Book Review: Two MacInnes Classic Spy Novels
by Prof. Jenn
Helen MacInnes has been called the Queen of Spy Writers, and after reading Titan Press’ re-release of Above Suspicion and Pray For a Brave Heart, I can see why.
The novels share many strengths, including compelling main characters, realistic historical settings without distracting from the taut plots, and all the “whodunit” tension necessary for thrillers of this genre. Both novels star amateur protagonists (in Above Suspicion’s case: a couple of amateurs) stuck in the middle of big-time political intrigue, and it makes for an edge-of-the-seat read in each case. I mean, Jason Bourne is a pretty awesome character, but he is just that. Awesome. Denning and the Myleses are normal people–brave, sure, smart, certainly, but just people. The fact that they have friends in odd places who ask them for help in their intricate information-gathering is a side point, until they become embroiled in said intricacies.
I would posit that the reason the historical/political settings (1939 Europe in the first case, 1953 Europe in the second) aren’t distracting like so many historical fiction settings are is that, well, these books are actually contemporary fiction, written very close to the times they are set in. Historical Fiction writers, take note of MacInnes’ balance: there are certain political things she assumes we readers know (like WWII is about to begin, for example), but doesn’t assume too much, and doesn’t shirk in her background descriptions. MacInnes also performs a second masterful balancing act: she switches POV just when we need it, not too often to be jarring but just so much that we get the right information at the right time. In a spy novel (or a mystery), that’s essential.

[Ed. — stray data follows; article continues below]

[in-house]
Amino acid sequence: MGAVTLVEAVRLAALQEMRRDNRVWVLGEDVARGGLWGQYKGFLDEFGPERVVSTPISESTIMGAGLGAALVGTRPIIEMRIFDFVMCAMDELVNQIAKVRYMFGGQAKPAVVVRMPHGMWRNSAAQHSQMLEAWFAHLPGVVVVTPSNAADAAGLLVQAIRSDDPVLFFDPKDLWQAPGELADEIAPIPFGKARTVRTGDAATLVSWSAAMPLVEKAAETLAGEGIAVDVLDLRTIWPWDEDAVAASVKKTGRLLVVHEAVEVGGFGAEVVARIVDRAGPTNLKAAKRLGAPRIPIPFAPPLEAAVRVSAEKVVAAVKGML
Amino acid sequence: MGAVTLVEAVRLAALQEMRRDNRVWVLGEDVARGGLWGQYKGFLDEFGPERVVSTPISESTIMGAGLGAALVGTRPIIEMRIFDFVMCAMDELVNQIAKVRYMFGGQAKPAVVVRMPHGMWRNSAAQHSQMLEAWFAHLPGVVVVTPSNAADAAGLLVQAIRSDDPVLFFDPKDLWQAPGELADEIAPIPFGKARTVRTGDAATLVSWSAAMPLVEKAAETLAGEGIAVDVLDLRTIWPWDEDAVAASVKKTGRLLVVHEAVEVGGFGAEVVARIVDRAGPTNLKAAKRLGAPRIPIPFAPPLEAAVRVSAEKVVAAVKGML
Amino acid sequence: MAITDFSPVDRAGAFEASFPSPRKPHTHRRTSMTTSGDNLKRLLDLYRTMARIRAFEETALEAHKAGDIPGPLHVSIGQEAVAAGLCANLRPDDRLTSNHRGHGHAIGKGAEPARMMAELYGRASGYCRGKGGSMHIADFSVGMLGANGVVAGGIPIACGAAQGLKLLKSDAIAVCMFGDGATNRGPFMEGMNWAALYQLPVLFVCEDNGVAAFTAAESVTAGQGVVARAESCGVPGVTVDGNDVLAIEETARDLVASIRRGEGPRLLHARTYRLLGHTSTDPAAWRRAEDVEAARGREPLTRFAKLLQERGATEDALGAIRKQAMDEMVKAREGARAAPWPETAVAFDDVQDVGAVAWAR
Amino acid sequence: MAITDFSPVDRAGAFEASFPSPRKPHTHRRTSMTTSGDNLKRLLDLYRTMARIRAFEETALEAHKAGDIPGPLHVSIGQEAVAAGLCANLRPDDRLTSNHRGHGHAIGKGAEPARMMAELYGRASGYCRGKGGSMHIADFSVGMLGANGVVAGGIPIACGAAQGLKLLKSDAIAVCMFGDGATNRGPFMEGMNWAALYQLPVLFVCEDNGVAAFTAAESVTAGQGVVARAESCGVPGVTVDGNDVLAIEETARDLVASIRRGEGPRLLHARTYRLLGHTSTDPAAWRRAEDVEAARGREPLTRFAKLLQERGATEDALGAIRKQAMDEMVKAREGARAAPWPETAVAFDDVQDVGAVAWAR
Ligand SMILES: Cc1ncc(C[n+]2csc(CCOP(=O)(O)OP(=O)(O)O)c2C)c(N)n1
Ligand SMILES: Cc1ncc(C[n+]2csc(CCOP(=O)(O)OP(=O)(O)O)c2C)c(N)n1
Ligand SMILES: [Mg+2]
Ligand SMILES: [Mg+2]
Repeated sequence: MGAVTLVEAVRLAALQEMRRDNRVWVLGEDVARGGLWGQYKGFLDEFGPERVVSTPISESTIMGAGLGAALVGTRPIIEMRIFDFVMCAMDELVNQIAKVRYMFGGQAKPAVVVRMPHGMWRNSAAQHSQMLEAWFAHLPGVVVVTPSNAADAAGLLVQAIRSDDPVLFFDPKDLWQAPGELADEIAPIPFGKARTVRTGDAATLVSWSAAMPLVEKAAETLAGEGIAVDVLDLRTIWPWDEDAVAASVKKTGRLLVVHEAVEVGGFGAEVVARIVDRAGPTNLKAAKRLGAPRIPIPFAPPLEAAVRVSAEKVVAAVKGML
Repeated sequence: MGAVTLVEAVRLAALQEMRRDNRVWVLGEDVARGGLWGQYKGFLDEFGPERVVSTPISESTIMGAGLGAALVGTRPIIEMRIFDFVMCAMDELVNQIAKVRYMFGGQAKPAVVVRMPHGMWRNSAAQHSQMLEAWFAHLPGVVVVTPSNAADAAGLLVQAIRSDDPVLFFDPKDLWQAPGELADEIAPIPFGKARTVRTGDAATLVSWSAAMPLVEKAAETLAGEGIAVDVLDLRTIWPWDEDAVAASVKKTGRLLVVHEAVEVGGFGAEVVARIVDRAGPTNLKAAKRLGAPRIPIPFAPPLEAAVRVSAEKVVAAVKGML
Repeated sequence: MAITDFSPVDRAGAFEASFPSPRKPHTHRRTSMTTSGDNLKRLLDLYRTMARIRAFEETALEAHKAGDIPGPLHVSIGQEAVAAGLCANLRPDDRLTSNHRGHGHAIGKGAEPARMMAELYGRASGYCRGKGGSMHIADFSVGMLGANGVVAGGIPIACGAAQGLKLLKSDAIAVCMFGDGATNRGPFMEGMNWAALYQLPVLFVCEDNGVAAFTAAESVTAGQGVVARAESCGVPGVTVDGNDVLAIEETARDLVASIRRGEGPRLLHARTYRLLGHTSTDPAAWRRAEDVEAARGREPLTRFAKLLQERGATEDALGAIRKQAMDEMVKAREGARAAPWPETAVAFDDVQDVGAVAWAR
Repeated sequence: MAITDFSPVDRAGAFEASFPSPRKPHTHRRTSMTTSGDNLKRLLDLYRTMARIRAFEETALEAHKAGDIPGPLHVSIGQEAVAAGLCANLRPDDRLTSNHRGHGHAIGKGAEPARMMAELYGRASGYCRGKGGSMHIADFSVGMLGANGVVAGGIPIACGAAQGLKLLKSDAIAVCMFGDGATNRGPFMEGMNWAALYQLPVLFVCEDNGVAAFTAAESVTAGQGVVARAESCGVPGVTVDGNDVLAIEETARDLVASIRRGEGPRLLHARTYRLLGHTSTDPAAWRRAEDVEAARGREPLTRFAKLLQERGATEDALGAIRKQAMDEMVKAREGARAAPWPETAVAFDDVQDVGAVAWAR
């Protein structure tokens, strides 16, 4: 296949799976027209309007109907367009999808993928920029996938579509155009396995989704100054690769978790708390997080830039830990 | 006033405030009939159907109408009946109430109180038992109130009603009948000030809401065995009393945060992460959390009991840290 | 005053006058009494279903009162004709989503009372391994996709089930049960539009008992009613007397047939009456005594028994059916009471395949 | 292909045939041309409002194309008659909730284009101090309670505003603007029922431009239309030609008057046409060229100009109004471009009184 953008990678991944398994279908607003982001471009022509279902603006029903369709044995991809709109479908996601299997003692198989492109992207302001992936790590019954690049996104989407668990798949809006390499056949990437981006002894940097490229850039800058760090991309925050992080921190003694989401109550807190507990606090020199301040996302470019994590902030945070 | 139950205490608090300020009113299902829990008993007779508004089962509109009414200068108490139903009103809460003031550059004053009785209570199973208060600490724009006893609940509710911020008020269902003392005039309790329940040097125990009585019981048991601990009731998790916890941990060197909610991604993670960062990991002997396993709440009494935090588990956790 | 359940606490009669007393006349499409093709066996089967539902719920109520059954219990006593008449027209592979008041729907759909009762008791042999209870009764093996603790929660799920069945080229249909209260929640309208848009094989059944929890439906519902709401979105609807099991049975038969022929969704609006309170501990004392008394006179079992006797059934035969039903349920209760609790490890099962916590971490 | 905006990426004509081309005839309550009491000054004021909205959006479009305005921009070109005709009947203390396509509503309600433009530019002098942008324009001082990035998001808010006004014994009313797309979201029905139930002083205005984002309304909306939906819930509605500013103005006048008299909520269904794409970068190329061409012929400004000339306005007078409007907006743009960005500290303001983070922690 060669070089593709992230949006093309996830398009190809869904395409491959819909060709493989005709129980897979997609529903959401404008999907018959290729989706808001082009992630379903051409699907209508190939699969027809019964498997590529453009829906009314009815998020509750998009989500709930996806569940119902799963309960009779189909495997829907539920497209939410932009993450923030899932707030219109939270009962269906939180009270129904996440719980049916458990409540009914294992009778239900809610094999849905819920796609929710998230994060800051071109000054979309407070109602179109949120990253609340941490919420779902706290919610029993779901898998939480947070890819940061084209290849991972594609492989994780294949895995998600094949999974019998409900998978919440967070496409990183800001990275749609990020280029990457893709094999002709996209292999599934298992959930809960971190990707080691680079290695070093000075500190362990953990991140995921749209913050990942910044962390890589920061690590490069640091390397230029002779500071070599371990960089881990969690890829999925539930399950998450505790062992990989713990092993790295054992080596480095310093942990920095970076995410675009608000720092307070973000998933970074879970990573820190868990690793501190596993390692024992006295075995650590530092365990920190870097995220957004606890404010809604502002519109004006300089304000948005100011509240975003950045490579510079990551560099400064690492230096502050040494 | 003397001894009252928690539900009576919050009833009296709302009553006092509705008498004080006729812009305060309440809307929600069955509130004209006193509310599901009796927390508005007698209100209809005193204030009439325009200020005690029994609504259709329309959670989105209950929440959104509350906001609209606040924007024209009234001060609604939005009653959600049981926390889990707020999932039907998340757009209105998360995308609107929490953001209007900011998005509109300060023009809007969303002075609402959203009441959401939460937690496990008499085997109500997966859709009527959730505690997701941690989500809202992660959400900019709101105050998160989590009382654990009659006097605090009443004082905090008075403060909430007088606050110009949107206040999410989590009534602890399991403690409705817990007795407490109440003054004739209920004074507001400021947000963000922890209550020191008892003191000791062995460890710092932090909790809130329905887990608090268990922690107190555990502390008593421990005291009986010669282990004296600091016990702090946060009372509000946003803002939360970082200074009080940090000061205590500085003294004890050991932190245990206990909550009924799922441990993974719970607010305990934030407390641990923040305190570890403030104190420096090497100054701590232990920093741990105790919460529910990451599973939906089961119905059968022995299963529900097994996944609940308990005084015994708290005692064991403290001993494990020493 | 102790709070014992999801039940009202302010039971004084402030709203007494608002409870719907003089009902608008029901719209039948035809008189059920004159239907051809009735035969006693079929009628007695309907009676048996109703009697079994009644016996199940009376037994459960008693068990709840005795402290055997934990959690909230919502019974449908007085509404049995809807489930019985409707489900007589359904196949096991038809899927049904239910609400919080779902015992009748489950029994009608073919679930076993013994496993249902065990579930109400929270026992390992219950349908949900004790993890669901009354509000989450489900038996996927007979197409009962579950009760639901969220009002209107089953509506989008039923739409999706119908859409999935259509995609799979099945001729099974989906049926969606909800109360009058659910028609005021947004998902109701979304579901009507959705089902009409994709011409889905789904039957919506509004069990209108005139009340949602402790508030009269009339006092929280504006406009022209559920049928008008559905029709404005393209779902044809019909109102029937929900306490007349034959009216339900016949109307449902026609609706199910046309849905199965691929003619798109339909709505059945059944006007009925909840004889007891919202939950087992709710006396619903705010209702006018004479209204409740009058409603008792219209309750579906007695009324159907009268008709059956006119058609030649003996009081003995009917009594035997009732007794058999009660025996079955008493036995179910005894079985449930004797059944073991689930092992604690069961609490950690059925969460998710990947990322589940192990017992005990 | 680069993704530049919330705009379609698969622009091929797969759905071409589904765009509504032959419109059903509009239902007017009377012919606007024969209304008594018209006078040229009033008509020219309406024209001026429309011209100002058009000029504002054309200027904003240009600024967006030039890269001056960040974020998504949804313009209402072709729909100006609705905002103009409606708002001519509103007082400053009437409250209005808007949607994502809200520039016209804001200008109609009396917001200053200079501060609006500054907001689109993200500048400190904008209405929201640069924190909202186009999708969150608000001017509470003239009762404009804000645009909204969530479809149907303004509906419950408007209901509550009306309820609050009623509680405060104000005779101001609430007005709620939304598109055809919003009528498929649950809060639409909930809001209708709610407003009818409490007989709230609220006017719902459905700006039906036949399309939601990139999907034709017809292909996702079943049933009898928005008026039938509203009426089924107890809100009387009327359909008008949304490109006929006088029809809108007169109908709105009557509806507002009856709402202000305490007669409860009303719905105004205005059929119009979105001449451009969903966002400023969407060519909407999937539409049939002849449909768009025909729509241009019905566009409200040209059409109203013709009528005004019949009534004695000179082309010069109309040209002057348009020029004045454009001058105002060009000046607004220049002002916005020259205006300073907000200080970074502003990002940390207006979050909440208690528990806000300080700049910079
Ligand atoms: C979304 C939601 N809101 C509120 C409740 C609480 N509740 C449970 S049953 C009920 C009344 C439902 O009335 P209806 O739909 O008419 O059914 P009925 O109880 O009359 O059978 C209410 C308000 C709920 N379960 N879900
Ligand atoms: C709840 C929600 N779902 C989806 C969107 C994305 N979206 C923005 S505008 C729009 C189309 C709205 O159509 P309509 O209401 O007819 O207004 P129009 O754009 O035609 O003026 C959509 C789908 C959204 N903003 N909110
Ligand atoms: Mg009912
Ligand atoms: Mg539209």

Bottom line: Both Above Suspicion and Pray for a Brave Heart are fantastic reads. I’m hoping the many typos I found in the former are just in my review copy, however.